A season’s greetings

Wednesday, December 23, 2020
Here in the northeast, brilliant fall colors decorate September and October days, lending yellows, reds, oranges, and purples to the palette of lived landscapes throughout the region. But after the hayrides end and the last of the apples are collected for cider, locals watch a new phenomenon emerge against the backdrop of November and December. It’s stick season. For some, it’s a time to button up the house and retreat inside. For others, it’s hunting season, spent outdoors for hours on end. For tree lovers, it’s a moment to relearn your forests. Against the clear backdrop of a bright blue sky or an animated cloudscape of a wintery day, we see the architecture of trees shine through our backyards, parks, streetscapes, and forested roads. Looking up, we follow robust trunks as they thin to stout limbs and trace them to the taper of branches and twigs that collect ice and snow. We see bird nests and squirrel dreys revealed in the crook of branches; we find new woodpecker holes or the remnants of a wasp nest. We see the scars of a summer storm that took down a branch; we note where a tree grew another whorl.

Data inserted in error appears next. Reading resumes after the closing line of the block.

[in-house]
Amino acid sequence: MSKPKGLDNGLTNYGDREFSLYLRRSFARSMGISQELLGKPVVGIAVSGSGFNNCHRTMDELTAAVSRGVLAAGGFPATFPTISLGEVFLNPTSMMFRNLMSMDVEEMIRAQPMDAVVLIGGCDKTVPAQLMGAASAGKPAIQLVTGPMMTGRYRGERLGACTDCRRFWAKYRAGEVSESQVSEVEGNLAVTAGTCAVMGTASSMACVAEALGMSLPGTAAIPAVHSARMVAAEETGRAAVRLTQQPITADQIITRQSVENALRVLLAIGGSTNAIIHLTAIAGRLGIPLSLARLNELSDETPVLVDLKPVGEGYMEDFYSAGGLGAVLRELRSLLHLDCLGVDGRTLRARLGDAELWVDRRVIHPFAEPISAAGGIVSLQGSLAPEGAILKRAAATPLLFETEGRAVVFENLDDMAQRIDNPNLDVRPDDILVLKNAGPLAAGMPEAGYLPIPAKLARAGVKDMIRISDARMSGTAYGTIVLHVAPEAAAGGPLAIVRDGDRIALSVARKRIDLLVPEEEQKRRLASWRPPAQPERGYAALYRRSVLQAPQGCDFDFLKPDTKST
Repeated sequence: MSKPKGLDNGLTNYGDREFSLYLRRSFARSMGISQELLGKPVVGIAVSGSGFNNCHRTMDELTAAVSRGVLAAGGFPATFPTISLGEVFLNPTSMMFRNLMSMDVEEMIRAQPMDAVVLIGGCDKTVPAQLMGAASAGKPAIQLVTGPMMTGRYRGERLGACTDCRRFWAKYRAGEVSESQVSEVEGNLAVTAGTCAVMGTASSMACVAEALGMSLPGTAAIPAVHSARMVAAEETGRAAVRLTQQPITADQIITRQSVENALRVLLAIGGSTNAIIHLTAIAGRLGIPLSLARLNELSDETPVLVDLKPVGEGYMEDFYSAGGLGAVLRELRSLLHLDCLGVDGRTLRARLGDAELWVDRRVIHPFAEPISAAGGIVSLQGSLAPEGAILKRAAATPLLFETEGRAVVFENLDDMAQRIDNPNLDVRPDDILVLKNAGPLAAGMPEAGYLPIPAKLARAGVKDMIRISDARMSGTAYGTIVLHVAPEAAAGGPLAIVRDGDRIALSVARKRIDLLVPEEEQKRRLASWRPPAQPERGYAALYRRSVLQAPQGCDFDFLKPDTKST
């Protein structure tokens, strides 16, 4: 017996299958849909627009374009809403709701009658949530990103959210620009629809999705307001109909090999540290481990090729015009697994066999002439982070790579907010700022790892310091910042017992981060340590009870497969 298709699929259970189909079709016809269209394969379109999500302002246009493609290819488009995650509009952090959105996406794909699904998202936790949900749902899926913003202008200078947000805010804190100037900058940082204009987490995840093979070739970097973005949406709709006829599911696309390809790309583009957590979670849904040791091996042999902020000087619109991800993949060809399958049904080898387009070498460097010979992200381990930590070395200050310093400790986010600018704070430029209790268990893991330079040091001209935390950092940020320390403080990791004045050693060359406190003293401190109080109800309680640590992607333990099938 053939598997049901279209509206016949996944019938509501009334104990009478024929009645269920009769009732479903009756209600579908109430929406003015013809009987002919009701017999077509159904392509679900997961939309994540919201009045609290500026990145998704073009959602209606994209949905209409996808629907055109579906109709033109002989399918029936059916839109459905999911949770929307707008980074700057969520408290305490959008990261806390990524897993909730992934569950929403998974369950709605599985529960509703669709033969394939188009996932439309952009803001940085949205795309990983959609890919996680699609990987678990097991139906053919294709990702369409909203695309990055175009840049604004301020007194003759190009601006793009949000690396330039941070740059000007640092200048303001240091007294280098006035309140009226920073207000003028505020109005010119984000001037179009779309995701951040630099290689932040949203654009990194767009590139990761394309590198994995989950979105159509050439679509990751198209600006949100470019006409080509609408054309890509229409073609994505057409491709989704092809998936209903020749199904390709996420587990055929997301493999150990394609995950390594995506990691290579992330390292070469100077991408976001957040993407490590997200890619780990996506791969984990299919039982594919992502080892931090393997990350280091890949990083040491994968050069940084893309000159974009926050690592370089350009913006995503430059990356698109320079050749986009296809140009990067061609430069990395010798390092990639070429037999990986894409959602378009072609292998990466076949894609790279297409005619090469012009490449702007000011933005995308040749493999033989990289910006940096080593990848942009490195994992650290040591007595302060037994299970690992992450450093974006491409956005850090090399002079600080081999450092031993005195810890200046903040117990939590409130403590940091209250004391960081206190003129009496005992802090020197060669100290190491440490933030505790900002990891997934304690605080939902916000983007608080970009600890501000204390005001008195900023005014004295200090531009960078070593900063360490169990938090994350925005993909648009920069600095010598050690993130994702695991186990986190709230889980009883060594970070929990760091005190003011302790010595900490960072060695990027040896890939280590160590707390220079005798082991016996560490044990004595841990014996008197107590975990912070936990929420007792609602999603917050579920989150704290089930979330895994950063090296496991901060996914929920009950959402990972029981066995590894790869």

Before we shift to the trails of big winter storms and sub-zero temperatures, we get a moment to see the structure of something built to stand the test of the seasons. Around the holidays in particular, as many of us welcome trees into our homes, we become much closer to trees, marveling at how they prepare for winter, for darkness, and for cold. A clear divide appears; some trees shed their leaves to prepare for the weight of winter, while others retain an ability to bend and droop as snow collects on green needles. Some trees will succumb to ice, wind, and weather, but most will not. They will store their strength until spring, when, as sure as the sun shines, they will burst again into brilliant buds and fragrant flowers.
 
Knowing trees as winter begins connects us to the changes ahead, reminds us to look up and look forward, and keeps us tied to the place that supports these towering organisms through the coldest and darkest nights. Within nature and ourselves, a season’s greetings are always a sight to behold, lifting spirits while we transition to a new year.
 
Photo / Photo Credit:
Sunset and trees on North Street, East Montpelier. Credit: Joanne Garton
Social media URL(s):
Vermont Urban & Community Forestry webpage: vtcommunityforestry.org/
Vermont Urban & Community Forestry Facebook: www.facebook.com/vtucf/
Vermont Urban & Community Forestry YouTube: www.youtube.com/channel/UCg18FS7nCMLoGgq6rQ6ATUg
Author, Author title and any contact information:
Joanne Garton, Technical Assistance Coordinator for the Vermont Urban & Community Forestry Program, joanne.garton@vermont.gov